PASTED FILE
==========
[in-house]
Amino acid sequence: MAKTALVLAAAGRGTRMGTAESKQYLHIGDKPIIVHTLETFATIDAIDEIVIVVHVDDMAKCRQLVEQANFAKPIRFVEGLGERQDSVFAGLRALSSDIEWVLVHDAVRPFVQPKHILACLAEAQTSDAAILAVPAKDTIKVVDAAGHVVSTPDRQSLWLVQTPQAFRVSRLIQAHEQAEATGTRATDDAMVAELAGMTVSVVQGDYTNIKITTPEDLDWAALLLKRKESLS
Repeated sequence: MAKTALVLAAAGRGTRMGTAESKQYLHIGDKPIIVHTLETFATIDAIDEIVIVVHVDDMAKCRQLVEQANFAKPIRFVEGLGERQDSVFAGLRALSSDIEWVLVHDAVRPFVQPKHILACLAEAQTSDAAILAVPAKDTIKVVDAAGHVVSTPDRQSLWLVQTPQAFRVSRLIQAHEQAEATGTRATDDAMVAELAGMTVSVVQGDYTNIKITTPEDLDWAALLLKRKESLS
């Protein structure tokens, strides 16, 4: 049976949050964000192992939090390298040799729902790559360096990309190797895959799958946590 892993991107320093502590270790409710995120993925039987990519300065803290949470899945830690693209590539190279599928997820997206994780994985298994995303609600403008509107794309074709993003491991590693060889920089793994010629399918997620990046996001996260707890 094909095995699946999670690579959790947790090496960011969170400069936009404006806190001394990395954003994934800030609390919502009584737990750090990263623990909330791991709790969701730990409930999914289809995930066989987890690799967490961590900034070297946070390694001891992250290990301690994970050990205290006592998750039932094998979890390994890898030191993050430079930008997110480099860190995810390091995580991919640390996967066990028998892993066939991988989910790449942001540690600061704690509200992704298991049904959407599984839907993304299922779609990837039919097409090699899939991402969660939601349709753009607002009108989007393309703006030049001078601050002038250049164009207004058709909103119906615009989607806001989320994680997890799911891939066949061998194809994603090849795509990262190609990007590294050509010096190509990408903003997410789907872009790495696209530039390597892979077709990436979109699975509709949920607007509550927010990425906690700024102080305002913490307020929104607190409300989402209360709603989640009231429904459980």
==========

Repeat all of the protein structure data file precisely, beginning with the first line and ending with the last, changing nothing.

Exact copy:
[in-house]
Amino acid sequence: MAKTALVLAAAGRGTRMGTAESKQYLHIGDKPIIVHTLETFATIDAIDEIVIVVHVDDMAKCRQLVEQANFAKPIRFVEGLGERQDSVFAGLRALSSDIEWVLVHDAVRPFVQPKHILACLAEAQTSDAAILAVPAKDTIKVVDAAGHVVSTPDRQSLWLVQTPQAFRVSRLIQAHEQAEATGTRATDDAMVAELAGMTVSVVQGDYTNIKITTPEDLDWAALLLKRKESLS
Repeated sequence: MAKTALVLAAAGRGTRMGTAESKQYLHIGDKPIIVHTLETFATIDAIDEIVIVVHVDDMAKCRQLVEQANFAKPIRFVEGLGERQDSVFAGLRALSSDIEWVLVHDAVRPFVQPKHILACLAEAQTSDAAILAVPAKDTIKVVDAAGHVVSTPDRQSLWLVQTPQAFRVSRLIQAHEQAEATGTRATDDAMVAELAGMTVSVVQGDYTNIKITTPEDLDWAALLLKRKESLS
């Protein structure tokens, strides 16, 4: 049976949050964000192992939090390298040799729902790559360096990309190797895959799958946590 892993991107320093502590270790409710995120993925039987990519300065803290949470899945830690693209590539190279599928997820997206994780994985298994995303609600403008509107794309074709993003491991590693060889920089793994010629399918997620990046996001996260707890 094909095995699946999670690579959790947790090496960011969170400069936009404006806190001394990395954003994934800030609390919502009584737990750090990263623990909330791991709790969701730990409930999914289809995930066989987890690799967490961590900034070297946070390694001891992250290990301690994970050990205290006592998750039932094998979890390994890898030191993050430079930008997110480099860190995810390091995580991919640390996967066990028998892993066939991988989910790449942001540690600061704690509200992704298991049904959407599984839907993304299922779609990837039919097409090699899939991402969660939601349709753009607002009108989007393309703006030049001078601050002038250049164009207004058709909103119906615009989607806001989320994680997890799911891939066949061998194809994603090849795509990262190609990007590294050509010096190509990408903003997410789907872009790495696209530039390597892979077709990436979109699975509709949920607007509550927010990425906690700024102080305002913490307020929104607190409300989402209360709603989640009231429904459980």